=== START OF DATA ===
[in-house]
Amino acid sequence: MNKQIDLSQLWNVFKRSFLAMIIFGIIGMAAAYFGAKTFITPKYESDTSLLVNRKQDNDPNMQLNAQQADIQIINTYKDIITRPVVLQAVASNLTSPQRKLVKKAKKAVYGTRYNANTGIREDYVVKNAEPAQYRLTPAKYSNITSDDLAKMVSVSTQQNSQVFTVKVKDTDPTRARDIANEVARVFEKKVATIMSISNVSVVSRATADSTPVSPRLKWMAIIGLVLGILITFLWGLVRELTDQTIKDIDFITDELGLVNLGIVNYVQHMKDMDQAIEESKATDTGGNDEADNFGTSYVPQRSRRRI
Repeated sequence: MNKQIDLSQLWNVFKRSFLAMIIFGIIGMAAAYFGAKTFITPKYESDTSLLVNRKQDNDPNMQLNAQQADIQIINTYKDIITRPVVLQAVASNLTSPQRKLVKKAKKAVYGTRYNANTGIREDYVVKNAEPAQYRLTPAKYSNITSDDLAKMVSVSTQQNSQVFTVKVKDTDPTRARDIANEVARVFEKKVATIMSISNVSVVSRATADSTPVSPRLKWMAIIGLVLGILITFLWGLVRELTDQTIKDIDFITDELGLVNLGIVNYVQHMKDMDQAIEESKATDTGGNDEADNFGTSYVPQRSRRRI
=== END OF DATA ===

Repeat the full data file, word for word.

[in-house]
Amino acid sequence: MNKQIDLSQLWNVFKRSFLAMIIFGIIGMAAAYFGAKTFITPKYESDTSLLVNRKQDNDPNMQLNAQQADIQIINTYKDIITRPVVLQAVASNLTSPQRKLVKKAKKAVYGTRYNANTGIREDYVVKNAEPAQYRLTPAKYSNITSDDLAKMVSVSTQQNSQVFTVKVKDTDPTRARDIANEVARVFEKKVATIMSISNVSVVSRATADSTPVSPRLKWMAIIGLVLGILITFLWGLVRELTDQTIKDIDFITDELGLVNLGIVNYVQHMKDMDQAIEESKATDTGGNDEADNFGTSYVPQRSRRRI
Repeated sequence: MNKQIDLSQLWNVFKRSFLAMIIFGIIGMAAAYFGAKTFITPKYESDTSLLVNRKQDNDPNMQLNAQQADIQIINTYKDIITRPVVLQAVASNLTSPQRKLVKKAKKAVYGTRYNANTGIREDYVVKNAEPAQYRLTPAKYSNITSDDLAKMVSVSTQQNSQVFTVKVKDTDPTRARDIANEVARVFEKKVATIMSISNVSVVSRATADSTPVSPRLKWMAIIGLVLGILITFLWGLVRELTDQTIKDIDFITDELGLVNLGIVNYVQHMKDMDQAIEESKATDTGGNDEADNFGTSYVPQRSRRRI